Dividing Military Pensions in RI

Military Pensions are a world into themselves when it comes to divorce. Knowing how to tackle them is key to ensuring a fair and appropriate division of assets in a Rhode Island divorce. Below is a primer on the various issues.

The 10-10 Rule

The first thing to realize is that while the pension, or a portion of the pension, may be marital, and while the Rhode Island courts may order that a spouse has an entitlement to a share of it, the military may not distribute it. There is a rule we call the 10-10 rule: If there is a ten year overlap of military service and marriage, then the Federal Government will accept an order to divide the pension.

Example: Wife and Husband married for 9 years and Husband in military for 24 years. Pension is assignable, but the military will not divide. Husband will have to pay directly to Wife upon receiving pension.

Calculating Benefits

Here’s the short version of how our divorce lawyer calculates a spouses military benefits.

Spouse Benefits = Total Benefits x Marital Share x %Split

Total Benefits = (Base Pay Rate x Years of Service x 0.025)

Marital Share = (Years Marriage & Military Overlap / Total Military Years)

%Split = Whatever the court awards. For further examples we will assume 0.5, i.e. a 50/50 split.

If service member A is receiving a pay of $3,000 per month, has been in the military for 17 years, and marries for 11 of those years, and there is a 50/50 split, the calculation would look like this:

Spouse Benefits = ($3,000/mo x 17 x 0.025) x (11 / 17) x (0.5) = $412.50/month.

So, spouse would be entitled to a share of $412.50 per month by way of a direct pay from the military. Subject to the following, more complex, issues:

Cost of Living Adjustment

The end result of the calculation above is in present day percentages. The future payout would be adjusted for future cost of living adjustments, or COLA.

Define “Base Pay Rate”

Base Pay Rate is what it says, which mean that when you look at a service members LES, look for “Base Pay Rate” and exclude all the other items like BAH and the like. Now, if the service member stays in the military, as time and promotions come and go, his or her base pay rate will increase, which would, according to the calculation above, alter the calculation above.  So, what do you do? Ensure you define the rate as being the present rate.  But there is a catch.  This can be done for guard personnel, but not reserve or, believe it or not, active duty personnel, so, we need to get creative to make the implementing order fair. Here at Moyer Law Office, Attorney Moyer knows how to structure this. visit here to check out the pay charts.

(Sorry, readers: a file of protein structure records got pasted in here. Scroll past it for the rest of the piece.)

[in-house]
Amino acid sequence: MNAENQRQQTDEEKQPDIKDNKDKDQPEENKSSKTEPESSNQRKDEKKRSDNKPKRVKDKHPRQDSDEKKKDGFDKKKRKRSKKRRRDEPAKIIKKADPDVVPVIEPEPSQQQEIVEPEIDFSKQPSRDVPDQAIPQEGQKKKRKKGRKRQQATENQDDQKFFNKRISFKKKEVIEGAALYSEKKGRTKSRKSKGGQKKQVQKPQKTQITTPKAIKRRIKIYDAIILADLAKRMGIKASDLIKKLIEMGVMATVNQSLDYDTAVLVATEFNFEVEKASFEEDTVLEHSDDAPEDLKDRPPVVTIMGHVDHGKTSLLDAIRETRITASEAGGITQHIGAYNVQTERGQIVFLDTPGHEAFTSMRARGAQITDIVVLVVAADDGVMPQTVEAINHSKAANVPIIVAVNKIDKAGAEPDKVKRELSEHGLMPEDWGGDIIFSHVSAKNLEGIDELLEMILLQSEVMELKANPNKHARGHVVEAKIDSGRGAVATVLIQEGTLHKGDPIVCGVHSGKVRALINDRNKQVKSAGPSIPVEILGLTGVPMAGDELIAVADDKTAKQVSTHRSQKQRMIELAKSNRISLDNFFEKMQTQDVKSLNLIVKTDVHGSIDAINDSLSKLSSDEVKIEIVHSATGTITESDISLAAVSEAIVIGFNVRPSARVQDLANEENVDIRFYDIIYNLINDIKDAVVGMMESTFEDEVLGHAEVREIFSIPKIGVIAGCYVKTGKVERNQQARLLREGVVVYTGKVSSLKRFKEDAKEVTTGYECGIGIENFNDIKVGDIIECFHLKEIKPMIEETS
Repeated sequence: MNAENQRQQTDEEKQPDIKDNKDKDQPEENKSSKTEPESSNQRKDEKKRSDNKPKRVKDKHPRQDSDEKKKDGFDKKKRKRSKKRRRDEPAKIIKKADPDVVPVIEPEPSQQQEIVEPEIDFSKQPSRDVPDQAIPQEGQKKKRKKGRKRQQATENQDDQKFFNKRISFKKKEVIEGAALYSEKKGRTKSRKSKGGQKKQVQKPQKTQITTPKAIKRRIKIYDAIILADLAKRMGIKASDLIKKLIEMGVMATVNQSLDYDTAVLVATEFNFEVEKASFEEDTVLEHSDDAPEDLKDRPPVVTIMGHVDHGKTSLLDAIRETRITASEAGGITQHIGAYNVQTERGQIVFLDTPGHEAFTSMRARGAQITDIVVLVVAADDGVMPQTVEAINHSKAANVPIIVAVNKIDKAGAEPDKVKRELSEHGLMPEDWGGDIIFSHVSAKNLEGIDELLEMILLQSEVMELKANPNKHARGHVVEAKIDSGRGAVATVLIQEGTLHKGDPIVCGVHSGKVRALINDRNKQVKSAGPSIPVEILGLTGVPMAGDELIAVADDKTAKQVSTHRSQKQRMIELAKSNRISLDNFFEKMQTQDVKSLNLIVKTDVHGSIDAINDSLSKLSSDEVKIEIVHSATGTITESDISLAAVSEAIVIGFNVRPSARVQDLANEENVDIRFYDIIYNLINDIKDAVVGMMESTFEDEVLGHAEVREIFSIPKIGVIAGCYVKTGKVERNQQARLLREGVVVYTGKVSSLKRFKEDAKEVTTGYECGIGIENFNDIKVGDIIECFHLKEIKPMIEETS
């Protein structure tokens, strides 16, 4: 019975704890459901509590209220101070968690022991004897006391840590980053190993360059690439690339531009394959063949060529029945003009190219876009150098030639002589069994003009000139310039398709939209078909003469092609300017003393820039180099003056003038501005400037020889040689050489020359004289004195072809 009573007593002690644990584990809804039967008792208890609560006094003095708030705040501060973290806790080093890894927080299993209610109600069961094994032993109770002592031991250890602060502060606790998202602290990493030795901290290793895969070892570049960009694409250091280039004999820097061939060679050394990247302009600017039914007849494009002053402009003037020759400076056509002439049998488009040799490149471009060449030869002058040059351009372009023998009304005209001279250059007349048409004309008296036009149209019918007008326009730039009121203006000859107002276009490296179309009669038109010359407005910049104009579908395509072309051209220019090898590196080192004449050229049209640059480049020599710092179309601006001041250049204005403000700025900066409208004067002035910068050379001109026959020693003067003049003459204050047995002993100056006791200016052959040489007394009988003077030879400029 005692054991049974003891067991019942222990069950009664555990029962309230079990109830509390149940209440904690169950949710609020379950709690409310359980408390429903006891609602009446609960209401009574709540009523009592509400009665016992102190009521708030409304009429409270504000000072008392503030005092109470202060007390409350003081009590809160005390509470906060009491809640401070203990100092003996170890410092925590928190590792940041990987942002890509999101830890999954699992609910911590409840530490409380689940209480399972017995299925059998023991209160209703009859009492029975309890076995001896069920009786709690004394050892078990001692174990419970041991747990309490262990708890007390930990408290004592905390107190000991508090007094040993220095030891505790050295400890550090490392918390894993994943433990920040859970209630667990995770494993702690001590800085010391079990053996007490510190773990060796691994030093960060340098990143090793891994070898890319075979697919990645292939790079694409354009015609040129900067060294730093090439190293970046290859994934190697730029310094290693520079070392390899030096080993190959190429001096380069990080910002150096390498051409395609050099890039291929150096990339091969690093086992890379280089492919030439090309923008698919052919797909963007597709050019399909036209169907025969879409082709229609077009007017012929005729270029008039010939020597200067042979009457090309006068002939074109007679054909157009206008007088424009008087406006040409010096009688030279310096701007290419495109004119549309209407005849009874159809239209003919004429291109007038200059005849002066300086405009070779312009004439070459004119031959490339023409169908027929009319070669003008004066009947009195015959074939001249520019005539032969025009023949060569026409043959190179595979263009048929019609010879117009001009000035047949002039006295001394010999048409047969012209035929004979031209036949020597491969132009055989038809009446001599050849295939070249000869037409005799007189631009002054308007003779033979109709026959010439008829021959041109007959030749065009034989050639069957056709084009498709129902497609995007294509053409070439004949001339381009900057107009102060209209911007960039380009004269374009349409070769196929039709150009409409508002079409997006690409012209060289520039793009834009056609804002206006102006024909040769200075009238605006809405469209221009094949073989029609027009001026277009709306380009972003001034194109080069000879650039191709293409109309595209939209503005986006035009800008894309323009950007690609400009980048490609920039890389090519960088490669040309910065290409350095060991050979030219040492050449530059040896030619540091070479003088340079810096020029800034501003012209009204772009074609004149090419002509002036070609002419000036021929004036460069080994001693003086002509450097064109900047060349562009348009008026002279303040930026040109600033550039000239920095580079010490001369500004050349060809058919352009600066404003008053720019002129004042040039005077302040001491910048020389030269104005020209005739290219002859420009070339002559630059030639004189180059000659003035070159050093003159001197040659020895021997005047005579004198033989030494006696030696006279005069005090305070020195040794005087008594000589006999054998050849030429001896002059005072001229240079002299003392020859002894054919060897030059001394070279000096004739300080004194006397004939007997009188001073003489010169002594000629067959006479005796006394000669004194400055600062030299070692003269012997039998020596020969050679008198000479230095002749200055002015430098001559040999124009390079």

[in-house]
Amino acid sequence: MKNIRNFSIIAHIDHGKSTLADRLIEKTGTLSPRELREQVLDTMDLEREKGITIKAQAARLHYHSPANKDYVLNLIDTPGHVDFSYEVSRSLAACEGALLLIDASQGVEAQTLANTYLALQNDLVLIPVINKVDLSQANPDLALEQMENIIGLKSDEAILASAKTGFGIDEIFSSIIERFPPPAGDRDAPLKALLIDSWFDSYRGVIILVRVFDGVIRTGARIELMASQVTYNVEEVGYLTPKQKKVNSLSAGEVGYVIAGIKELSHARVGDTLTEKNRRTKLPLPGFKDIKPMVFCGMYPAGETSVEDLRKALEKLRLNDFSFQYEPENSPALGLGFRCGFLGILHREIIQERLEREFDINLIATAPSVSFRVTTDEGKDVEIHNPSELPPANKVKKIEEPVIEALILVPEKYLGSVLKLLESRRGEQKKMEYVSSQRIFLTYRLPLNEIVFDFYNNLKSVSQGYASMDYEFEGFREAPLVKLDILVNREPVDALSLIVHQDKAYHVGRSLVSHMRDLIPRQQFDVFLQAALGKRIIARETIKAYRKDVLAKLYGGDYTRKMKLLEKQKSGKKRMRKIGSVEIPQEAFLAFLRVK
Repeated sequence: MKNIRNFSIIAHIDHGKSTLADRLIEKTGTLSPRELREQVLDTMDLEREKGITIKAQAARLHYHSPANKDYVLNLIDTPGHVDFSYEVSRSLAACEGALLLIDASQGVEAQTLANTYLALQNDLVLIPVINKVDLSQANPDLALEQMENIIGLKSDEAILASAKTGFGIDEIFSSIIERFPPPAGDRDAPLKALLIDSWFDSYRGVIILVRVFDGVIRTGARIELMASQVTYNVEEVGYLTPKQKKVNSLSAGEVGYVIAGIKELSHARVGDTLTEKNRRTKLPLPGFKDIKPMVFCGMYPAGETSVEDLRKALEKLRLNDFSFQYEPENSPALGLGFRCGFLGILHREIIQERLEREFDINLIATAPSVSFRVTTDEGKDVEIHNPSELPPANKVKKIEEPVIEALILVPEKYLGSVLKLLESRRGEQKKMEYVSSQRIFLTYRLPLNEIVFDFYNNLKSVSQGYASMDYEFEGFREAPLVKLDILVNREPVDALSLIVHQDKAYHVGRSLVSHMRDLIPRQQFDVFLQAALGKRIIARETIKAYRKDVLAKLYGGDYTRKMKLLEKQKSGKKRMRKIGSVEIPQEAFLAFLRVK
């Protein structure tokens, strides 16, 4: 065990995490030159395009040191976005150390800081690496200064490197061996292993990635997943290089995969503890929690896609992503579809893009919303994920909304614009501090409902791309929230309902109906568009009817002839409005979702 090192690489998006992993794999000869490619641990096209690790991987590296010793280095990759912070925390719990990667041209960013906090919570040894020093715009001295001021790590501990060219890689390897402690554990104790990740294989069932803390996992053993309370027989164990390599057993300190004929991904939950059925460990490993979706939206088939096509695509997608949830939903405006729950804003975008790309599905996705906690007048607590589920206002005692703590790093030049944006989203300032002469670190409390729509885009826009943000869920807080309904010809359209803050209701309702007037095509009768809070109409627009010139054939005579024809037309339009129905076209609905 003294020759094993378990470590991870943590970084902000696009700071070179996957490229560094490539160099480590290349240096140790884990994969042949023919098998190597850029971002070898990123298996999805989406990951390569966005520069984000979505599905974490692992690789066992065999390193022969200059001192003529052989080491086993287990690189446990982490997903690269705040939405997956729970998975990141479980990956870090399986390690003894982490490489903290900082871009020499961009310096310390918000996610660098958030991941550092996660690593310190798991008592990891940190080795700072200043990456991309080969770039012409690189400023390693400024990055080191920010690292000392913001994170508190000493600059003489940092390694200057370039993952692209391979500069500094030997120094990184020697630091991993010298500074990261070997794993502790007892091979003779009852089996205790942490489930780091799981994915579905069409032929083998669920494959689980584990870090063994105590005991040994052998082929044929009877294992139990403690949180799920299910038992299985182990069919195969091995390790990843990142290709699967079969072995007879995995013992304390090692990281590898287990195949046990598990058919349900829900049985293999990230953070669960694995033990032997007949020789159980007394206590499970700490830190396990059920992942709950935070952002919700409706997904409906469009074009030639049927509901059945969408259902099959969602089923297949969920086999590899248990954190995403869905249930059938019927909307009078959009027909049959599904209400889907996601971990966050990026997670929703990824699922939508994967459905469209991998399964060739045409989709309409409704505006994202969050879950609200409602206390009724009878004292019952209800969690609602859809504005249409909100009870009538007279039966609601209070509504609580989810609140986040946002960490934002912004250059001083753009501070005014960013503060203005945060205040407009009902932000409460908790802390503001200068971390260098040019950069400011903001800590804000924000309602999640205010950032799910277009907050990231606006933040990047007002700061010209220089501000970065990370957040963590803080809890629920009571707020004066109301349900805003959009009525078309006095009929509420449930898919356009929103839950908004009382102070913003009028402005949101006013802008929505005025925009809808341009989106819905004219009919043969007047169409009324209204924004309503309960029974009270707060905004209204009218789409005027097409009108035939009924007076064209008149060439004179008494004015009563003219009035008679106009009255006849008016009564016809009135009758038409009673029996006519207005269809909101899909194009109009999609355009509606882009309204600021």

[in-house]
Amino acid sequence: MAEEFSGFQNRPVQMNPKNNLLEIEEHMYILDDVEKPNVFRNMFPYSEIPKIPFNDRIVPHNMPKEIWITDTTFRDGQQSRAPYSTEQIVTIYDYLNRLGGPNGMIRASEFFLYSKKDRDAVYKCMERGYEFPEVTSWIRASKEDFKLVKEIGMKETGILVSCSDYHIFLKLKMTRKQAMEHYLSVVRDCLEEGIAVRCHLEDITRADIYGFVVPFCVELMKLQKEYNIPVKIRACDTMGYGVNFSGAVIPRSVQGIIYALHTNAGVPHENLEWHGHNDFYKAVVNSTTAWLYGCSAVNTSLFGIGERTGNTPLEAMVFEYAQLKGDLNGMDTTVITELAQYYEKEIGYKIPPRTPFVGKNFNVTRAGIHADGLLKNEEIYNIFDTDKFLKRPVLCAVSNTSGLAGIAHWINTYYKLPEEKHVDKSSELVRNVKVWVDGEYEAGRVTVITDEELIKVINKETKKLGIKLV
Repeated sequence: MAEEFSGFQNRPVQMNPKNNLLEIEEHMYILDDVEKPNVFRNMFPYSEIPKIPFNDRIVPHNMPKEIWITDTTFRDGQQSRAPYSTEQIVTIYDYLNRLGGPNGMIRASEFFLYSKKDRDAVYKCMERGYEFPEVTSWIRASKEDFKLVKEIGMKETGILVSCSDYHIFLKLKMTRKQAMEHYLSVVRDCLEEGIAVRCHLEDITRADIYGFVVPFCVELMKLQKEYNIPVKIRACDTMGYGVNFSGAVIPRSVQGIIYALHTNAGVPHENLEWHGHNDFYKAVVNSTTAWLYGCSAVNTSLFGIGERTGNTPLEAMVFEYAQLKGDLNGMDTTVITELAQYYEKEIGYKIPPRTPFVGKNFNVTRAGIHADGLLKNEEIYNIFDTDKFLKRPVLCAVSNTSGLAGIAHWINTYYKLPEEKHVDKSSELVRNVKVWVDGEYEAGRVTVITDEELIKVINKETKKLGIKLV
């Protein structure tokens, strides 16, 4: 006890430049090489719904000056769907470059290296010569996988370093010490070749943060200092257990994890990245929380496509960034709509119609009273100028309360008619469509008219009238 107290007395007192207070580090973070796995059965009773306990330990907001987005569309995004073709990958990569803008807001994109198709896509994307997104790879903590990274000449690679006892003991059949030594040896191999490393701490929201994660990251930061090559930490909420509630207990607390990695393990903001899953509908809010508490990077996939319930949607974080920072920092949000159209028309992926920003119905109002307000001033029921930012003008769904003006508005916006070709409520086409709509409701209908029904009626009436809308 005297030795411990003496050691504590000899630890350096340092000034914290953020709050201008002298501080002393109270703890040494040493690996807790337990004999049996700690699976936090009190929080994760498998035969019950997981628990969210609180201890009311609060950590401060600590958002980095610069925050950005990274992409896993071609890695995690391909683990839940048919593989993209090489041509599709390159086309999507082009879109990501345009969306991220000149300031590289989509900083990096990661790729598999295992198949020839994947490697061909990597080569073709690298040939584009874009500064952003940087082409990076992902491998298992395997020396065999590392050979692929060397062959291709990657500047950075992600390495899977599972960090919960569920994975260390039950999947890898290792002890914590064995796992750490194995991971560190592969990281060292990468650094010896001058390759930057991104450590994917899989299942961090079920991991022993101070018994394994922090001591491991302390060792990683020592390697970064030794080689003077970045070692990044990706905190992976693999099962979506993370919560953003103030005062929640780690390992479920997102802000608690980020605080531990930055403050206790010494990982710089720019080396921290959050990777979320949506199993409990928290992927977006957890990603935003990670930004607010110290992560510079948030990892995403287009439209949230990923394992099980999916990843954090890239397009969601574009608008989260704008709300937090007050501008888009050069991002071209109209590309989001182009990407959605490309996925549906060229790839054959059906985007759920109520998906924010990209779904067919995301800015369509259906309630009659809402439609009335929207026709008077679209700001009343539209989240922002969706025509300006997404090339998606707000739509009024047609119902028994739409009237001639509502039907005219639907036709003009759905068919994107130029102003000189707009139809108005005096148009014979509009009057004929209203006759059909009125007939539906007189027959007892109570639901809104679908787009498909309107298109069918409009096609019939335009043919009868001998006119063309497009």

Disability Pensions

Did you know that if there is an order dividing the military pension, and the service member begins collecting VA disability, that the ex-spouse may lose out on her court ordered military retirement share? It’s true. But we can help try to mitigate or avoid this consequence of Federal law.

Summary

Well, we hope this primer on military pension division was helpful. If you are involved in a divorce with military aspects, our lawyer can help you through this and other unusual complexities that arise out of military service. Call us today at (401) 461-7800 to schedule you consultation now.

What Does the Court Consider When Dividing Assets in Divorce?

The Family Courts in Rhode Island consider certain factors set out in R.I.G.L. 15-5-16.1 which specifically deals with this question. The factors are as follows:

(1) The length of the marriage;

(2) The conduct of the parties during the marriage;

(3) The contribution of each of the parties during the marriage in the acquisition, preservation, or appreciation in value of their respective estates;

(4) The contribution and services of either party as a homemaker;

(5) The health and age of the parties;

(6) The amount and sources of income of each of the parties;

(7) The occupation and employability of each of the parties;

(8) The opportunity of each party for future acquisition of capital assets and income;

(9) The contribution by one party to the education, training, licensure, business, or increased earning power of the other;

(10) The need of the custodial parent to occupy or own the marital residence and to use or own its household effects taking into account the best interests of the children of the marriage;

(11) Either party’s wasteful dissipation of assets or any transfer or encumbrance of assets made in contemplation of divorce without fair consideration; and

(12) Any factor which the court shall expressly find to be just and proper.

The court will weigh these factors and make its decision.

Don P. Moyer, 401 461-7800, Moyer Divorce Law